As I said in my prior post, a guest worker program might be an excellent gateway to permanent residency and citizenship. Again I am not against immigration but we cannot support unlimited numbers of immigrants annually.

Hope you youngsters figure out the right answers. I am counting on you!

Double Eagle

Gritsforbreakfast said...

Wow, where to start? I'm with you on the fracturing nature of identity politics, but the history you're giving is just wrong, Double Eagle, no offense.

First, my family came to the US before the Civil War on both sides, so there was no such thing as illegal immigration then, which was the point of the post. The only reason we even have federal immigration laws is the abnegation of the 10th Amendment after the Civil War.

Also, you should visit the Ellis Island exhibit in New York sometime. If your grandparents immigrated in the 1890s, the only restrictions on them were basically they couldn't be sick - even if they were, they cared for them in a hospital wing at Ellis till they got better (with the exception of certain, specific deadly diseases) then let them go ashore. By contrast, it's highly likely today your ancestors couldn't have gotten in. And if you don't think most Mexicans have a "marketable skill," go to any construction site.

As for the "foreign invasion" stuff (no offense, but it's xenophobic hogwash), you'd also learn at the Ellis exhibit that ethnic-based "benevolent societies" actively recruited non-English speaking immigrants throughout the period your grandparents immigrated and built politically powerful ethnic enclaves on the eastern seaboard that did not automatically aspire to maximum assimilation.

Indeed, here in Texas in the 1950s my father knew German-American kids at UT Austin whose families descended from immigrants fleeing the 1848 revolutions in Europe whose families still spoke German in the home in small Hill Country towns. They were good American citizens, not invaders, no matter what language they spoke or how long it took them to fully assimilate.

Finally, from an economic perspective we don't "support" immigrants. They work and pay taxes and get fewer benefits than citizens. In fact, we need more immigration to keep the social security and medicare systems solvent. We need them to "support" us!!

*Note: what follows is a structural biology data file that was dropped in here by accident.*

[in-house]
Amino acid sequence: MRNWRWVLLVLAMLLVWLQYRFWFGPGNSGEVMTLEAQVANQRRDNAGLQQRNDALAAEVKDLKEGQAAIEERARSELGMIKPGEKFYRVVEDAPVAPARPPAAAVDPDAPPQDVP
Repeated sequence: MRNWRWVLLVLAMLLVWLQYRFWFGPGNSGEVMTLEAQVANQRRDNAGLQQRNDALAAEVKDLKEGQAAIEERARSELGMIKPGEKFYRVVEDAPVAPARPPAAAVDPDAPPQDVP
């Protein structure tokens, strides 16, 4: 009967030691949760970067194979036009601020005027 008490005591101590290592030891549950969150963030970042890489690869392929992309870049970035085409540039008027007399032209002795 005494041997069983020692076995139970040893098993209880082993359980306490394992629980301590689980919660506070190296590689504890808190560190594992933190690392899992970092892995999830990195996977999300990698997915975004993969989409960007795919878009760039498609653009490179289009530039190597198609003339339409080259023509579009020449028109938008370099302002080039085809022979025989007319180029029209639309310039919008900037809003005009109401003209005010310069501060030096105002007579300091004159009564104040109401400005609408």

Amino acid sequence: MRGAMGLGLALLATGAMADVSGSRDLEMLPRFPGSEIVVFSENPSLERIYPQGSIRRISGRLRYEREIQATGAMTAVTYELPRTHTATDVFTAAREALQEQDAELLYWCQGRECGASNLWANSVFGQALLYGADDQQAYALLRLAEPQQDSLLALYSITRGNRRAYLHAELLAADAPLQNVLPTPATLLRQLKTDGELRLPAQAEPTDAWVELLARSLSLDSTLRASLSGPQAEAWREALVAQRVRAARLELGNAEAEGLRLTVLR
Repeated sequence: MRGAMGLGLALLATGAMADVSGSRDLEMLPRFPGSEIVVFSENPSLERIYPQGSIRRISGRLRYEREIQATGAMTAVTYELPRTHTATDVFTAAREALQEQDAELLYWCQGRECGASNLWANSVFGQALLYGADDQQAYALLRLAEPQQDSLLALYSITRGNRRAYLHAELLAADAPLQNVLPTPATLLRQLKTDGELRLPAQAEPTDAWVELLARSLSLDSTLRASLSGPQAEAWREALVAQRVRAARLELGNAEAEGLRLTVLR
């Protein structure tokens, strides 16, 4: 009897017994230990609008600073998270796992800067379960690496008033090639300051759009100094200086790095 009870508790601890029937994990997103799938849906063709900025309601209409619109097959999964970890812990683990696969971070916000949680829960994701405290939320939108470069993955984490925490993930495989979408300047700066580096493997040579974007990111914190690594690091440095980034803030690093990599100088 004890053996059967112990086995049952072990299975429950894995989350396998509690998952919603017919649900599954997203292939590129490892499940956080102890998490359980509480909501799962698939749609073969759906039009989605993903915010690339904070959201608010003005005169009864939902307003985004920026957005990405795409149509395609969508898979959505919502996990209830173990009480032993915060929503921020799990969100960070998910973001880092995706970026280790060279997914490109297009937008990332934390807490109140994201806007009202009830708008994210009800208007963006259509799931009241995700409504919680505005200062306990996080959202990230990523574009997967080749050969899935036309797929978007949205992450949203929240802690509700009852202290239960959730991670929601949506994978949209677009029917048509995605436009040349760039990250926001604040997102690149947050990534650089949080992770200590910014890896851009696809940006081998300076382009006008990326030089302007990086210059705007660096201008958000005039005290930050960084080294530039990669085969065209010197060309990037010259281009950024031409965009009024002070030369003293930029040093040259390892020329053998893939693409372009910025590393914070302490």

I wish I understood why, about the third generation after they arrive, families of American immigrants appear to want to close the door behind them. When did we become so afraid? And of what?

Anonymous said...

My late Mother came here right after WWII. She was blonde, blue-eyd and spoke English (albeit the UK version), so she had no problem getting a visa - the only requirement was that she needed to marry my Father within 2 weeks of arriving. Nowadays, we have American Servicemen who are already married to non-Europeans and who have difficulty getting their wives into this country. We also have business interests who are vested in keeping illegals illegal - that way they can work them for below minimum wage and call INS if they need to get rid of the workers. Migrant workers get screwed on a regular basis.

Grits, I applaud you for your well-reasoned and forthright stand on the injustice of our current system. You are right on the mark.

For all of us who pride ourselves on the Judeo-Christian heritage of this country; we need to remember that the Bible contains numerous references to justice and mercy. Specifically applicable to this discussion are the provisions for the foreigners in Deuteronomy, esp. Deut.27:19.

Finally, I close with the words of my Irish paternal grandmother who said, "I can remember what it was like for the Irish in Boston in the 1890s. How soon we forget the injustices done to us when we do those same injustices to others."

God bless this nation of immigrants! A Mongrel-American

Anonymous said...

Article 1 Section 8 of the US Constitution gives the feds the power "To establish an uniform Rule of Naturalization", which they did in 1795.

Until that time the states were free to do as they chose on the issue I presume. I think Virginia and Pennsylvania acted on those powers.